The "Bilbao" formula has had wide success because it brings together a progressive-sounding rhetoric about civic investment with means that are appealing to the wealthy and the established. Today, with income disparity in the U.S. as high as it has been since right before the Depression, the lesson . . . is that, until investment in culture is wed to a more sane economic investment for all, the strategy is like an urbanist version of the Atkins Diet: It may produce quick, superficially pleasing results; it also starves you of needed nutrients, hurts your heart and makes you stink.
I found the reference to this story in a new piece: The Museum Bubble, which is also worth a read.

More on the Guggenheim at 50

Slate has a very good historical slideshow about Frank Lloyd Wright and the growth and development of the Guggenheim Museum. The focus is unusual as it is as much on the development of the collection as it is about the building itself.

It is astonishing that a museum that is 50 years old still generates controversy, but in many ways the Guggenheim is ur-project that posed the question we still wrestle with: Which comes first, the art or the architecture? It is not surprising where Wright comes down:
architecture is "the Mother-art of which Painting is but a mere daughter"
Artists, and some curators, might differ, as they did, vociferously, when the Guggenheim first opened.

August 11, 2009

Engaging Audiences

This is somewhat off topic, but perhaps is more pertinent than it seems. If we are building museums, it is critical to understand who the museum is for.

The Wallace Foundation's new report on Engaging Audiences focuses primarily on performing arts organizations, but many of the lessons are equally applicable to museums. Much of this is not new, but the report is direct and succinct nd well worth circulating.

August 7, 2009

Gehry on throwing architecture under the bus

Frank Gehry is quoted in an NPR story about the 50th anniversary of the Guggenheim Museum in New York. The story is worth reading on its own as it describes the impact the Wright's design had on the museum world. Most interesting, though, are Frank Gehry's comments at the end:
. . . the architect says, it's getting harder to build works with "spirit, passion and feeling."

"I think that throwing architecture under the bus is being touted by the people who can't do the other," Gehry says. "And this is a great excuse to trash those who can, and say we're through with those guys, and now we're going back to straight simple, minimalist, idiocy again. Cold simple sterility. It's got to be green, though! As long as it's green, you're OK."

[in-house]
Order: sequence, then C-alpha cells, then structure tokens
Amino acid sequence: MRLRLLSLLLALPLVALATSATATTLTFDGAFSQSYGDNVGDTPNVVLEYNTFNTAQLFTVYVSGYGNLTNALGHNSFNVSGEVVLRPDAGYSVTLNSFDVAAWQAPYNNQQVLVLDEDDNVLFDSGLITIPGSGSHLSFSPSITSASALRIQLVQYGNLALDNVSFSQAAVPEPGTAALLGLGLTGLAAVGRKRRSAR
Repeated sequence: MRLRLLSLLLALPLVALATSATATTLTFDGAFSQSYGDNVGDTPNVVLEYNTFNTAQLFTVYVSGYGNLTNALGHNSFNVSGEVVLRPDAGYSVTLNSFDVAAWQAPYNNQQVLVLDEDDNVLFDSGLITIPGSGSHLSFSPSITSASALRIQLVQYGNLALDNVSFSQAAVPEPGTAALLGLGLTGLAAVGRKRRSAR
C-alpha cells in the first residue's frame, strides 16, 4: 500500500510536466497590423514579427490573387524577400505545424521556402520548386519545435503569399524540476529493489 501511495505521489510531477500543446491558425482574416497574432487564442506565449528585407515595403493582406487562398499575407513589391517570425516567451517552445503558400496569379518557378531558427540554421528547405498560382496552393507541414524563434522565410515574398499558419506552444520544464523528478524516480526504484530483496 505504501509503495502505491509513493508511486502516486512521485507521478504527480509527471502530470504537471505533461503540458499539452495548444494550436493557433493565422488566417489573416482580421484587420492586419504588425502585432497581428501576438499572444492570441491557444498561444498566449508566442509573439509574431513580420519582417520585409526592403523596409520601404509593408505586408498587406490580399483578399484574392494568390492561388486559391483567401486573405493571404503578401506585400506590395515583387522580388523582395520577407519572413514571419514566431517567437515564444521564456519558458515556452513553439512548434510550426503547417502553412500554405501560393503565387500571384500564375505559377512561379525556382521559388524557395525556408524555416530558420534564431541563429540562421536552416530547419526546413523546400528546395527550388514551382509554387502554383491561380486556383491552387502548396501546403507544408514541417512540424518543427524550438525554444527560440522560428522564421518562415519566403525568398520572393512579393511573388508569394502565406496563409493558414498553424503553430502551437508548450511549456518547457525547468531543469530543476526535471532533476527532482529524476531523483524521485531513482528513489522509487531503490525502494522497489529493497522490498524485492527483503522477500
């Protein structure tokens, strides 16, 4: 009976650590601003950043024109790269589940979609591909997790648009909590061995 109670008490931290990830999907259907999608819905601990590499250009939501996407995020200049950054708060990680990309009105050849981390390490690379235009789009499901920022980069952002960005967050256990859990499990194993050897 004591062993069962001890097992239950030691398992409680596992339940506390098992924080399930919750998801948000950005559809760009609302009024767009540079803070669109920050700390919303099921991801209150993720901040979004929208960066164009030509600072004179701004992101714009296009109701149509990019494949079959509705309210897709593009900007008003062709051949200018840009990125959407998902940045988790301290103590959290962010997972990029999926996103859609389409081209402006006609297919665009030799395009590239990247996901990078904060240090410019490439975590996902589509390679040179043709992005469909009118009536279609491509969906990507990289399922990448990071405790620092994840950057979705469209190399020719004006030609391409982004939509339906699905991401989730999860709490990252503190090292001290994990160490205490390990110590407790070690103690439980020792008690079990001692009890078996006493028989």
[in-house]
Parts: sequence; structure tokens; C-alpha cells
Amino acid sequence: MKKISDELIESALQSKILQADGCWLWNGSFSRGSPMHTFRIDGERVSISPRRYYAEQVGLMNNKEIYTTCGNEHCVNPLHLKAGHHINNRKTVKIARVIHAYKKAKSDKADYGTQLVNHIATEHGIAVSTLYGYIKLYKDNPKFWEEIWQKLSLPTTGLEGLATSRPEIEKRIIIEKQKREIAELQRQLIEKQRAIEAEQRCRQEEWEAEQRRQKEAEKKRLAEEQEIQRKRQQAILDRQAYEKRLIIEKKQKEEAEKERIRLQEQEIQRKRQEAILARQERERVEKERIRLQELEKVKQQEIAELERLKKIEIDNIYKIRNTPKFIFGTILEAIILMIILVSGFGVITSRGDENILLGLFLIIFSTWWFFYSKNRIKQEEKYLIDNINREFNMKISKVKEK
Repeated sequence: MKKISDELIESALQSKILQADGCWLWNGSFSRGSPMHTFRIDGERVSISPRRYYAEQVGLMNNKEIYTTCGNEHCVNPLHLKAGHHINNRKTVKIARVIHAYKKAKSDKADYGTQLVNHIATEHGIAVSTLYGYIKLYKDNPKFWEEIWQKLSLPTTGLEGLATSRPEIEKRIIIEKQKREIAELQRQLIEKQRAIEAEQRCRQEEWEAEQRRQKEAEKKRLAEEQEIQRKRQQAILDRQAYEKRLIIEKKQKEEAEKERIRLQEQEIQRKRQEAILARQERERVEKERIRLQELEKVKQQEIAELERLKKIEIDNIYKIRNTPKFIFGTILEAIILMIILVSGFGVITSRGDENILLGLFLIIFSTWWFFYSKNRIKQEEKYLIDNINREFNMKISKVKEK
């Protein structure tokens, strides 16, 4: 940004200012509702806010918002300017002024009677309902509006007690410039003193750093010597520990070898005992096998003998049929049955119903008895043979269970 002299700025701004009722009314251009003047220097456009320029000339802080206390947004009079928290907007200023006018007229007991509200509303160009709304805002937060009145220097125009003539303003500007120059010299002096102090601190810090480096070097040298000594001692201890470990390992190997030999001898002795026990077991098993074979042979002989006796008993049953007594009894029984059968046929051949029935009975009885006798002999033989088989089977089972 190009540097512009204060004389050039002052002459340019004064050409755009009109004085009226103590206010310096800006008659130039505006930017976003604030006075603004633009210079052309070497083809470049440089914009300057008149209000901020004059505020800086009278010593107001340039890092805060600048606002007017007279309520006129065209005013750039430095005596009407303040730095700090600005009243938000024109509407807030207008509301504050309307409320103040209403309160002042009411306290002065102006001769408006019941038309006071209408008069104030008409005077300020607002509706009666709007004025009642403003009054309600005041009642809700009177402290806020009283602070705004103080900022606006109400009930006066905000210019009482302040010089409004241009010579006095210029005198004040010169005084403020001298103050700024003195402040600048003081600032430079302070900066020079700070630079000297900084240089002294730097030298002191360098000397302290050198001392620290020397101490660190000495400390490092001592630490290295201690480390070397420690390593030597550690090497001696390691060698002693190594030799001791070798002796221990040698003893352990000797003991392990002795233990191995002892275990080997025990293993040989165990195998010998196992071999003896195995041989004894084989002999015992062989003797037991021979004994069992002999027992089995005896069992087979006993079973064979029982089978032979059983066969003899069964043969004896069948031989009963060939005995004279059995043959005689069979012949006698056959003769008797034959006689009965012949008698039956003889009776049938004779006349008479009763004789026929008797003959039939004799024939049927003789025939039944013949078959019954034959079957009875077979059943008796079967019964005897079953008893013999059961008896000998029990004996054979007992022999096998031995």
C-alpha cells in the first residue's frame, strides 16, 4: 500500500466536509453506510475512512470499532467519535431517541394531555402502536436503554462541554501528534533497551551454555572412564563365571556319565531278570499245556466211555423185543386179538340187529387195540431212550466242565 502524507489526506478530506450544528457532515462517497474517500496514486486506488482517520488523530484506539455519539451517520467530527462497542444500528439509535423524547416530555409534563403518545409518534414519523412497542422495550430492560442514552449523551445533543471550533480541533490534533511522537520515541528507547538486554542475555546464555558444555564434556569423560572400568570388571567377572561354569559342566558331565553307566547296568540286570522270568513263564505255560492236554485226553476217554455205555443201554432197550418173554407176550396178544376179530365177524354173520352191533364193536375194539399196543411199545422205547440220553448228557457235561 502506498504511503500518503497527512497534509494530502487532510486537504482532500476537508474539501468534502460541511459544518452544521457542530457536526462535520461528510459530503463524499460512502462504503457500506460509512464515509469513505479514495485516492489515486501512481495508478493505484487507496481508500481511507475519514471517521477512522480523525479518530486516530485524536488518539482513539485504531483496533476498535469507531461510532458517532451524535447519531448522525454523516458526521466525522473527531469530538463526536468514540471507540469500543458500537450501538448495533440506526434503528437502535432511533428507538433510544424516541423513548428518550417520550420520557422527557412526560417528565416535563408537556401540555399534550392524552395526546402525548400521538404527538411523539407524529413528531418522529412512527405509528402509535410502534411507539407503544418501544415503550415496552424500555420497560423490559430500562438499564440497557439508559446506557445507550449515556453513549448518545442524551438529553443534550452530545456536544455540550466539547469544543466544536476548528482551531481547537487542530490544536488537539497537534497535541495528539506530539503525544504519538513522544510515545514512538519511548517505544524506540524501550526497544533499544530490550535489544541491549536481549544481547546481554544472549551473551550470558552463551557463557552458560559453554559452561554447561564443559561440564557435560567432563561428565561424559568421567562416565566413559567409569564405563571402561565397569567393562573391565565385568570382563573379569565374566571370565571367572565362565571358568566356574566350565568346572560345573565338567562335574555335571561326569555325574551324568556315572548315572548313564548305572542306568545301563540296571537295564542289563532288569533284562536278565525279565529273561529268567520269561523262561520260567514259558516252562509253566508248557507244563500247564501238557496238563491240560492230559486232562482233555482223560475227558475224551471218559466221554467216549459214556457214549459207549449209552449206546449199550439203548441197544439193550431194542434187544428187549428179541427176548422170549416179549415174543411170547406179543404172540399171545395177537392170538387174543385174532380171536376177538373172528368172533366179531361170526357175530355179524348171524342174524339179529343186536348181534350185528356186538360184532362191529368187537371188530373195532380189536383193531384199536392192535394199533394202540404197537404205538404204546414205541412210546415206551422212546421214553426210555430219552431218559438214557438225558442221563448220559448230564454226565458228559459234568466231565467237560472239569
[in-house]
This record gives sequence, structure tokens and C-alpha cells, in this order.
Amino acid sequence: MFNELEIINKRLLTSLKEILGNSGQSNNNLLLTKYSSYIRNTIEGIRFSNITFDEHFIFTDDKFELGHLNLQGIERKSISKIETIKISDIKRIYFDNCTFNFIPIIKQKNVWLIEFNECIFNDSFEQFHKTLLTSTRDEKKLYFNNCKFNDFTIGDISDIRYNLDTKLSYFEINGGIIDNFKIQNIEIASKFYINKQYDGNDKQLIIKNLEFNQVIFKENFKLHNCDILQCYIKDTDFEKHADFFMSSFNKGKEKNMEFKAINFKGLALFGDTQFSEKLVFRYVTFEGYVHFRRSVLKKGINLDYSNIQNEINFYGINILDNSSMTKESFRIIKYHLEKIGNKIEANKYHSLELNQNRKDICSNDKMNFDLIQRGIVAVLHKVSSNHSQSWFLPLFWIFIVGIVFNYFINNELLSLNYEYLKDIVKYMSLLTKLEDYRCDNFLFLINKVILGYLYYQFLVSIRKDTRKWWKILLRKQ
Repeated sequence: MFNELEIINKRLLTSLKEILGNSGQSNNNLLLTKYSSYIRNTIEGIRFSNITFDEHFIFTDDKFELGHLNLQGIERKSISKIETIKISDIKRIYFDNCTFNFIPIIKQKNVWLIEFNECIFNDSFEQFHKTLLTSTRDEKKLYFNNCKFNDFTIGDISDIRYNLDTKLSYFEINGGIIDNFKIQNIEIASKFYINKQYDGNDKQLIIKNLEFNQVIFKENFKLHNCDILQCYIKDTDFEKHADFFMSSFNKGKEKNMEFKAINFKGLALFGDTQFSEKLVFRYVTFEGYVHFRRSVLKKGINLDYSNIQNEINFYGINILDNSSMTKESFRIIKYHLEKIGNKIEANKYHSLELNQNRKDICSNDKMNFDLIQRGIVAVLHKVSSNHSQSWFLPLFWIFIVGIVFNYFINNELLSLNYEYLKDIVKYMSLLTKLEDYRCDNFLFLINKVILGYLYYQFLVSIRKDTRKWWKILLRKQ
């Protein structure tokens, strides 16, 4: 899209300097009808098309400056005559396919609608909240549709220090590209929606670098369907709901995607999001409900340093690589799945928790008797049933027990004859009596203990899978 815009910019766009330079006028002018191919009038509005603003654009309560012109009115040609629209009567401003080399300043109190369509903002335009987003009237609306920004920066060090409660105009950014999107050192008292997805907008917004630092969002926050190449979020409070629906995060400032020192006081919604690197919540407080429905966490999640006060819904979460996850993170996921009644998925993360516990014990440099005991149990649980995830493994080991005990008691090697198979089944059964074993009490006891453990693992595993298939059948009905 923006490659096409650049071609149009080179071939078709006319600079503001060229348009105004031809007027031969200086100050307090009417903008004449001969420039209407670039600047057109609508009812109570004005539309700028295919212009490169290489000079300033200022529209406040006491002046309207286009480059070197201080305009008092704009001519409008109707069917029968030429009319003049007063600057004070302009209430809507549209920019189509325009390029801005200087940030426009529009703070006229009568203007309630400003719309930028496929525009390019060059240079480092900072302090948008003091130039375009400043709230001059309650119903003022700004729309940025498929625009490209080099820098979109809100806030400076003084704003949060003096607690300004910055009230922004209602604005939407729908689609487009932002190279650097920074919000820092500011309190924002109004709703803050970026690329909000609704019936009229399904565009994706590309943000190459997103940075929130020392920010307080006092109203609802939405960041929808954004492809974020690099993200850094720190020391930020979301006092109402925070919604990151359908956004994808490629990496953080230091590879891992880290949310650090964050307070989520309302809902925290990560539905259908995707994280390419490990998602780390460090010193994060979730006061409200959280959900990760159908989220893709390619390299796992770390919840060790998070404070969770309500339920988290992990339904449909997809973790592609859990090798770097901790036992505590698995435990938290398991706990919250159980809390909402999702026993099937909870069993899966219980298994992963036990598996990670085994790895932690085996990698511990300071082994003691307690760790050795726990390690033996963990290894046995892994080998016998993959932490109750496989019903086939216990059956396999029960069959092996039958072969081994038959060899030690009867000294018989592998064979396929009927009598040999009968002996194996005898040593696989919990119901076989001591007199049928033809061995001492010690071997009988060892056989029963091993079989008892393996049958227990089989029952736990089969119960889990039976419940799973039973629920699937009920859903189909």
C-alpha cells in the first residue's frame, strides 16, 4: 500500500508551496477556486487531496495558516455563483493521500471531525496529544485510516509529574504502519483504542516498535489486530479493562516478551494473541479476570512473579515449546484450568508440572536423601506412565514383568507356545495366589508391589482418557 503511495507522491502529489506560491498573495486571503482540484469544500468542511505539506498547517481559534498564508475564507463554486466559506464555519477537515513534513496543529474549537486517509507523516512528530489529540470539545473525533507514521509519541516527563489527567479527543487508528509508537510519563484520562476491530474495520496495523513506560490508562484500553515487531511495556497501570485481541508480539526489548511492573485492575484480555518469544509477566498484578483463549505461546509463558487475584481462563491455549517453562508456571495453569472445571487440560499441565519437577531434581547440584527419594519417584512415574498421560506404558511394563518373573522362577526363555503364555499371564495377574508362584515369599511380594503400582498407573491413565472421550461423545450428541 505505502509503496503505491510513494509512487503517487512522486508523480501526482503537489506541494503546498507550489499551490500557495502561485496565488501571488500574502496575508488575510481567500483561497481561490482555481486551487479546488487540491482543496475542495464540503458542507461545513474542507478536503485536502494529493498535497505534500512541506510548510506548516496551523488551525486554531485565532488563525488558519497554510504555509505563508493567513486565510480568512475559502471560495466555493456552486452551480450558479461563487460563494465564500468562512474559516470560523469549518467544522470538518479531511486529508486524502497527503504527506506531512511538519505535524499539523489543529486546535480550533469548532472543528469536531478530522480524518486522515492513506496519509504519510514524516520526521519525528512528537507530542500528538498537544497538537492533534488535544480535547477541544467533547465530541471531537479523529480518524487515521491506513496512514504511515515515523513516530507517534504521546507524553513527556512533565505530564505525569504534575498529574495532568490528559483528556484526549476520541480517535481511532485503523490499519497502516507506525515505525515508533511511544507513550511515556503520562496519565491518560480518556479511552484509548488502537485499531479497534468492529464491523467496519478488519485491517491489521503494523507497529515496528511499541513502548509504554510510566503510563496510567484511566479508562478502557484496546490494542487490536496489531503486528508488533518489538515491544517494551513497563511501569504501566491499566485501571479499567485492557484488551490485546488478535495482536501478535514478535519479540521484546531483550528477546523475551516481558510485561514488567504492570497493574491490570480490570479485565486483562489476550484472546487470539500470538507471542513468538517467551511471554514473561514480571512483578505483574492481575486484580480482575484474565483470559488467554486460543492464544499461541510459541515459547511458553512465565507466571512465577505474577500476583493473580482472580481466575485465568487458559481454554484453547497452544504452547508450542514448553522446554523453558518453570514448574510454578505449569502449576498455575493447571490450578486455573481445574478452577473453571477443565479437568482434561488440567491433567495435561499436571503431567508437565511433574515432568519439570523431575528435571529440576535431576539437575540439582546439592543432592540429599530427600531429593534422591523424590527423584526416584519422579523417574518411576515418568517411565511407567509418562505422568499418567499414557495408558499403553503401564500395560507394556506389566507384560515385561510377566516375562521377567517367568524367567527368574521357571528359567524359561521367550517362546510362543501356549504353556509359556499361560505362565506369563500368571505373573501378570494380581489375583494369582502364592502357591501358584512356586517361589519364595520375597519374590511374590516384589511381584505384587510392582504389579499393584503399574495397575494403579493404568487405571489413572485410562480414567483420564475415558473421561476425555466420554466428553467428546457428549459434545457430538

I agree that it would be sad to see a return to "straight simple, minimalist, idiocy." But I also think it would be wonderful to achieve more balance, to move past the truly idiotic notion that every new museum must be a unique architectural expression. It would be delightful if every museum could be designed by the likes of Gehry, but even among the architectural luminaries, few can compare with his mastery of both form and function. A few more simple green boxes would meet the needs of many museums and their users at considerably less cost than the bloated attempts at artistic expression that have hobbled some museums.

August 4, 2009

The Future of Museum Architecture?

A recent piece in the NY Times described the conversion of a grain elevator into an art gallery. (“About the only thing we can’t offer, is white walls.”) With the debunking of the "Bilbao Effect" myth that hiring a star architect can transform any city, is this an indicator of a possible return to a more inventive kind of architecture that is rooted in the needs of artists and visitors (rather than the egos of community leaders)?

One of my favorite recent museums continues to be MassMOCA in North Adams, Massachusetts. Not because it is great architecture, but because it is an interesting and surprising place to experience art. Rather than creating a grand statement--"This is architecture" as the new starchitect museums do, MassMOCA encourages dialog between artists and the buildings. This dialog then extends to the visitors and invites them to join in the discussion, rather than simply stand back in awe of the art, or, in too many cases, the building.

Engaged dialog is certainly a more contemporary (and less Medieval) expression of the ways our social discourse is evolving. Facebook and all the other Web 2.0 technologies are transforming the ways people engage with each other and with the organizations and activities they enjoy. Museums are beginning to get on board in digital space ("follow us on Twitter!"). Perhaps the grain elevator project is the latest manifestation of a new, more personal, way of thinking about engaging people with art in physical space?

May 22, 2009

Guggenheim Lego Set!

OK, this is perhaps not quite on topic, but I can't resist. Lego has begun to release a new series of sets celebrating architecture including Frank Lloyd Wright's Fallingwater and the Guggenheim Museum. Info about the sets is here on the Wired Gadget Blog.

April 30, 2009

Witold Rybczynski on the new Smithsonian African American Museum

Witold Rybczynski has an interesting slideshow in Slate on the competition entries for the new African American Museum. He concludes that the winning design "manages to appear both primal and modern and, in some ineffable way, seems right for an African-American museum—respectful of the Mall, yet standing slightly apart."

April 22, 2009

Earth Day: Sustainable Museums Everywhere